"Mi amiga portuguesa siempre me escribe."
Translation:My Portuguese friend always writes me.
'My Portugese friend always writes to me'. This is how we would say it in Europe (Ireland). We would never say ' writes me'.
It's very poor English grammar to say 'writes me', it should be... 'writes TO me.
Sadly this is a result of Americanised colloquial speech creeping in.
Yes, both should be accepted. We would say it both ways in the US.
My Portuguese friend always writes TO me - please make correct English grammar acceptable on this application
DL mixes American Spanish with European Spanish so should allow for UK English as well as US
I spelled it "portugese" without the "u" and it was counted wrong. That seems a little picky.
Where is the “to”. You would never say “writes me” it sounds so ugly, it should be “writes to me”
16 August 2018 - "My Portuguese friend always writes TO me" is still not accepted. It should be the only grammatically correct answer, as explained by Gareth, because "me" cannot be treated as a direct object. You can write a letter and you can write "to" a person, but you cannot write a person. DUO please note that there is no provision to report that there is an error in the English translation; only provision to report an error in the Spanish is available, which is probably the reason what this error still has not been rectified.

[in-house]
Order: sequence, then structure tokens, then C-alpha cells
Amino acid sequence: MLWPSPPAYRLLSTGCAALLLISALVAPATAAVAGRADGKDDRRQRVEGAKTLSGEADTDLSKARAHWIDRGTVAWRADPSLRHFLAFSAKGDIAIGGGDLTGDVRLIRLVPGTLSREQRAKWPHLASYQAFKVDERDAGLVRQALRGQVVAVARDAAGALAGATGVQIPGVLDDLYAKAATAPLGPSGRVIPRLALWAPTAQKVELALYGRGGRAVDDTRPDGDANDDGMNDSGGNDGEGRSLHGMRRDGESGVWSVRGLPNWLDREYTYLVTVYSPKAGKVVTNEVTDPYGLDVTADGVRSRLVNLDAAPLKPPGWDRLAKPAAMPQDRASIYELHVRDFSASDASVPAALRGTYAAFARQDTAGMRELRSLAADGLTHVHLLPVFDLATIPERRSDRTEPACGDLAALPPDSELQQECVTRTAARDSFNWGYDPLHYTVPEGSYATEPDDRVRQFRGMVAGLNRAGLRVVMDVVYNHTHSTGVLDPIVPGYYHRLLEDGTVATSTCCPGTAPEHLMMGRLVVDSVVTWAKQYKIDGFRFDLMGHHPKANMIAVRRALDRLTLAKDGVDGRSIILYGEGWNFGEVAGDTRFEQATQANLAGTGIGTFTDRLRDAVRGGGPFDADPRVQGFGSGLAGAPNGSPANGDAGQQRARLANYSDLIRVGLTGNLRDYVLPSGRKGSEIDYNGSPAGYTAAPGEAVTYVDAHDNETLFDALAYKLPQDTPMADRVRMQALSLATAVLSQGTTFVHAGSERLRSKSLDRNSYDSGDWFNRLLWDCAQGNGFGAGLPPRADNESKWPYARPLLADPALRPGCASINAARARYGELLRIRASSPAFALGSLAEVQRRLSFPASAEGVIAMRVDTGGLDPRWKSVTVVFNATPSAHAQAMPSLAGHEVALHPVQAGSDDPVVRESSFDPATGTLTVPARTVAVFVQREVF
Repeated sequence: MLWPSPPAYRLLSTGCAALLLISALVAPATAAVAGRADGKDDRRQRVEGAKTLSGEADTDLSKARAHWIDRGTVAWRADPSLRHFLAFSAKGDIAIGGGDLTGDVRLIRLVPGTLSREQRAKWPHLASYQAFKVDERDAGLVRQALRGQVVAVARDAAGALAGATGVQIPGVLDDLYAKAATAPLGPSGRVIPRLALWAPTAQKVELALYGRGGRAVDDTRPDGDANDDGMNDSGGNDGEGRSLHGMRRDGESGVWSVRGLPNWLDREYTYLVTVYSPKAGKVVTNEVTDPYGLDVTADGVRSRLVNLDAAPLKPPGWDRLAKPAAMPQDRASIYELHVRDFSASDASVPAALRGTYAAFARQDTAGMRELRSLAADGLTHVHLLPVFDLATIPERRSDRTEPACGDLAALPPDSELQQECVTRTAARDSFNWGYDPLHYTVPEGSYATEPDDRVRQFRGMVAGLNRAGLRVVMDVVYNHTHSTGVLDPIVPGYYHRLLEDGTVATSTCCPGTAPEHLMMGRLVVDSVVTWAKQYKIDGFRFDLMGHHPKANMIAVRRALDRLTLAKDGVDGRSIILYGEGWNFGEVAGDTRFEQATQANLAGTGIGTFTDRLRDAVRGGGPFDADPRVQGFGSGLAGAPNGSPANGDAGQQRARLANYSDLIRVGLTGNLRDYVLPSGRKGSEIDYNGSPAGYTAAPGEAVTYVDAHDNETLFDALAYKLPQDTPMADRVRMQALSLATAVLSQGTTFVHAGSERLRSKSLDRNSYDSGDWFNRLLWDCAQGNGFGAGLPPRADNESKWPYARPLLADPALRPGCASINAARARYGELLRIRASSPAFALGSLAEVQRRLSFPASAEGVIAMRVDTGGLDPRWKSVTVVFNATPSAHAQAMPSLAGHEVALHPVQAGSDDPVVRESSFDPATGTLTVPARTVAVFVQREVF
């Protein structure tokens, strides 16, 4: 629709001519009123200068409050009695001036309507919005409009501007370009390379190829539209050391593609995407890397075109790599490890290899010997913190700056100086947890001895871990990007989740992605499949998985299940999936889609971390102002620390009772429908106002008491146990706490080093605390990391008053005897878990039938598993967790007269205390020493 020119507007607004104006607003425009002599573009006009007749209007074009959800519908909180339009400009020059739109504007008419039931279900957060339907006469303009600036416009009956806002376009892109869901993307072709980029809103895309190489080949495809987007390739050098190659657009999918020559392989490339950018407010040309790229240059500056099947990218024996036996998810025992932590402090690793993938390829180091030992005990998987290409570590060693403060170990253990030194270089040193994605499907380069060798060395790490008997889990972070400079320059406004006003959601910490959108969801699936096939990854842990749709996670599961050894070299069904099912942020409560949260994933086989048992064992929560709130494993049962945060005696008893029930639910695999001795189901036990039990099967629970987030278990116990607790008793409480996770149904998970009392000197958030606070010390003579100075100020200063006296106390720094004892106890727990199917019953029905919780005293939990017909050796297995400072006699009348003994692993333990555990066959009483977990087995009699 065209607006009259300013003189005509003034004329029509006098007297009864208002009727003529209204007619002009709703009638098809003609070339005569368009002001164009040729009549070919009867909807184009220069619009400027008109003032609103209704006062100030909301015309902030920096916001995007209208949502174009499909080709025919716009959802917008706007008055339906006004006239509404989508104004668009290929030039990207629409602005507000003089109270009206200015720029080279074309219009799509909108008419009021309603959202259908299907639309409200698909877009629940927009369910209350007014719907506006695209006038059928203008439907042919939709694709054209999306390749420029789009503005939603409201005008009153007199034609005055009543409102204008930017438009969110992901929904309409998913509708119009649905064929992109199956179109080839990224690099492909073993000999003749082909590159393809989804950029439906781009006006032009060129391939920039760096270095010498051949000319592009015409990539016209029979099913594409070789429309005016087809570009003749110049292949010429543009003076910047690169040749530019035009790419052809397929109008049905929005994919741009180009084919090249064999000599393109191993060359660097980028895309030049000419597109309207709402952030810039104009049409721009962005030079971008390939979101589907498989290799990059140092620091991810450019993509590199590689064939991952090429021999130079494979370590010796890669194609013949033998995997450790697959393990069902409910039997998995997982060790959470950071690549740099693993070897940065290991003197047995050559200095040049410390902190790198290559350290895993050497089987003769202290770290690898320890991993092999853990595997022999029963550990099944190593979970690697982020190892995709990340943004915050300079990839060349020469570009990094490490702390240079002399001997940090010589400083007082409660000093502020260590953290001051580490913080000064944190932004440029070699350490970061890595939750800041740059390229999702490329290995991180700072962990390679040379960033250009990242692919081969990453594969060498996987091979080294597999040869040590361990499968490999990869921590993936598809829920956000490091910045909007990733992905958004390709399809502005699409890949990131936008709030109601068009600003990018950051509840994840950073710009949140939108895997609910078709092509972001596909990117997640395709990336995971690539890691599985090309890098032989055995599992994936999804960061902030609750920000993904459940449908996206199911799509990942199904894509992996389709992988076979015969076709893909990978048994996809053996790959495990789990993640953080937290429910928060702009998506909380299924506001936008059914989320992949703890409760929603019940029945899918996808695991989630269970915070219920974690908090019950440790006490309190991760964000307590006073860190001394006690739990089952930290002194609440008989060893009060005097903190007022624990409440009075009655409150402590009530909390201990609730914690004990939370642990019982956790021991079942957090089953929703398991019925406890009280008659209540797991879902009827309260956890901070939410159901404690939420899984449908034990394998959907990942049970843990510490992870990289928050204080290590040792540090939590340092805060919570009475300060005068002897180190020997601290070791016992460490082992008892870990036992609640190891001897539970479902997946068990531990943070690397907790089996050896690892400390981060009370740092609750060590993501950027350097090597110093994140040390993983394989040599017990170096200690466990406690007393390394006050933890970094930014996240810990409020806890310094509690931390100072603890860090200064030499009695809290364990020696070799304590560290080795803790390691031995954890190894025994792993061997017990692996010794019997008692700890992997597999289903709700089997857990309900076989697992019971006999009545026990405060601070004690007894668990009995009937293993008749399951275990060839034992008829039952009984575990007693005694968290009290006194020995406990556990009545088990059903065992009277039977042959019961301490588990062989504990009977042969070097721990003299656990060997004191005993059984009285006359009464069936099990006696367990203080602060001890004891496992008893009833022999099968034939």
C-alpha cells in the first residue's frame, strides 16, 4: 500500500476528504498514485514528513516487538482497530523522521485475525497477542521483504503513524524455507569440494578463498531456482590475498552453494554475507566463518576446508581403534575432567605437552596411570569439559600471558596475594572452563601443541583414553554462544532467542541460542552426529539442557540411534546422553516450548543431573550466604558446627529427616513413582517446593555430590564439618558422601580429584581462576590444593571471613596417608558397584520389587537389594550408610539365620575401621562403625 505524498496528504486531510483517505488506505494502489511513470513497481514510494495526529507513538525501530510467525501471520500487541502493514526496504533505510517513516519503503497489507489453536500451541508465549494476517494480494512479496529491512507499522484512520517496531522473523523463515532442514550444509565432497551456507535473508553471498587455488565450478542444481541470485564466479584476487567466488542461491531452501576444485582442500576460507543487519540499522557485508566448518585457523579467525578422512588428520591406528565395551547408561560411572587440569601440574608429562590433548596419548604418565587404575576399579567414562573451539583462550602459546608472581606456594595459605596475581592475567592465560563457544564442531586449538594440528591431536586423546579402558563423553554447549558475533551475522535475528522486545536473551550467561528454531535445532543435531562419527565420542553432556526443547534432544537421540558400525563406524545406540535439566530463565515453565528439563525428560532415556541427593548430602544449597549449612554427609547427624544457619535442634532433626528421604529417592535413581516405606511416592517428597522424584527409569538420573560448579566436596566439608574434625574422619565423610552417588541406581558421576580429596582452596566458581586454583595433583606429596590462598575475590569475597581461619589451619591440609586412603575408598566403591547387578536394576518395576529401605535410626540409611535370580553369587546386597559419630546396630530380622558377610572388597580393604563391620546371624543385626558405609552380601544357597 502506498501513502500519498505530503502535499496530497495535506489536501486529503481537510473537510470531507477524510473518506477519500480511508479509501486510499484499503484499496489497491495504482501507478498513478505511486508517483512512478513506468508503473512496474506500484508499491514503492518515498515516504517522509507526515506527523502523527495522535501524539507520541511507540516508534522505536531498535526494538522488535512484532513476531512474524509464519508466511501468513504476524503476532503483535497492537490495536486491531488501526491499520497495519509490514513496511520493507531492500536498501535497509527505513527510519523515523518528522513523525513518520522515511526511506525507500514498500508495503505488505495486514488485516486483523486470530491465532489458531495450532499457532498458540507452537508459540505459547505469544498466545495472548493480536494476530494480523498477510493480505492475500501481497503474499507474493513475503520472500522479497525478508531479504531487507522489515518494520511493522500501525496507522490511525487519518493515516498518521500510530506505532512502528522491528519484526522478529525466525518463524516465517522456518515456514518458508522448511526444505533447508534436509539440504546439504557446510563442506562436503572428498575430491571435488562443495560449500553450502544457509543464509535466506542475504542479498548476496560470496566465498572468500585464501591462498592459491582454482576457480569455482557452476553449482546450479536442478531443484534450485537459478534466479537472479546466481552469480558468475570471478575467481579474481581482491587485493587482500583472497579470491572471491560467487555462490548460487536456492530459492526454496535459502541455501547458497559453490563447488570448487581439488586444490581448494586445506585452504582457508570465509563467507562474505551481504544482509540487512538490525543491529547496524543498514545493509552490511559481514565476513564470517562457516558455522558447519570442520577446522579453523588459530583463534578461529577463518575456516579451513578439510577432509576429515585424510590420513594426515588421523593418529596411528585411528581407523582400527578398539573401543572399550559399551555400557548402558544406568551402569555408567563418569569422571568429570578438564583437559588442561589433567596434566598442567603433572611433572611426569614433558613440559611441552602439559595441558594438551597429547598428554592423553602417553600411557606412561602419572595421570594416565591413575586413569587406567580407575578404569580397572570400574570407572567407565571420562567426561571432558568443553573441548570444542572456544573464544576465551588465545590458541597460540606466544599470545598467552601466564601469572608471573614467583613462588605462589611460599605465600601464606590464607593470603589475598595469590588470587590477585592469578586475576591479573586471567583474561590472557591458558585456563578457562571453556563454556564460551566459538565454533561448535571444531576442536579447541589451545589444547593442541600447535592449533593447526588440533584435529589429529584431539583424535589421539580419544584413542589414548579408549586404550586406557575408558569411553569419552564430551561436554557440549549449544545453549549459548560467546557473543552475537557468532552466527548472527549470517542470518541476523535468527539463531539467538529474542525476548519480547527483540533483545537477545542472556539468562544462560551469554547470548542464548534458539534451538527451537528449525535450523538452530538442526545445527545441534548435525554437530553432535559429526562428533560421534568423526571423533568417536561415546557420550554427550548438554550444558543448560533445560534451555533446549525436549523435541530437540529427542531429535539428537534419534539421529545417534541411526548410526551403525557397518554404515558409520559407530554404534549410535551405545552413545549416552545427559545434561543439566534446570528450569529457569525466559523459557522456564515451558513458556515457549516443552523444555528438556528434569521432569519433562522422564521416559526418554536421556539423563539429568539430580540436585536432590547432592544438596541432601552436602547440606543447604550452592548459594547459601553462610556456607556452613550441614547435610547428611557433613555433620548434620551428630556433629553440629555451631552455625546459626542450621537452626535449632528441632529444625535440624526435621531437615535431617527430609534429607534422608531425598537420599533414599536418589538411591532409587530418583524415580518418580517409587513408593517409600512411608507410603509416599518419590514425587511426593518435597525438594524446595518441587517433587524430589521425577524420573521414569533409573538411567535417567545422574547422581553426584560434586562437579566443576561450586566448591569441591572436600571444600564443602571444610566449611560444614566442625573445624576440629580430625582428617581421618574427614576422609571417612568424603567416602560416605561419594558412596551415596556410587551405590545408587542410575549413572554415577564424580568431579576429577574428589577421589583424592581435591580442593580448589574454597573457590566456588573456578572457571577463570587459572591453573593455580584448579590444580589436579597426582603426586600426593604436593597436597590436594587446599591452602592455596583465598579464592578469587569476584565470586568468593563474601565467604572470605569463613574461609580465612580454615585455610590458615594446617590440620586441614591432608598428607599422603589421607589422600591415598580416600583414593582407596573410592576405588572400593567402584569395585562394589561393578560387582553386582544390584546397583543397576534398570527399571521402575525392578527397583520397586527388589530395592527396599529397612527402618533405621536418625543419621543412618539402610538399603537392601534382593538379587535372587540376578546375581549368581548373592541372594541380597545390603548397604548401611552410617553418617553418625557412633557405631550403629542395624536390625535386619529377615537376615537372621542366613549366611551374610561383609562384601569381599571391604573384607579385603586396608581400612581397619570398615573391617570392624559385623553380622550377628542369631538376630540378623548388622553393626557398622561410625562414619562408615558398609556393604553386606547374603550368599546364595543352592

Where I live the word "me" can be left out. (As in, My friend always writes) So if nothing comes after writes (like always writes letters to the newspaper, etc), it can be inferred that one means "always writes to me"
Besides, who "writes" anymore. :-)
I agree about the translation, but in Spanish escribir doesn't imply just letters, it could also be e-mails or texts.
'my Portuguese friend always writes me'. How does that make sense that's not an english phrase in any english speaking country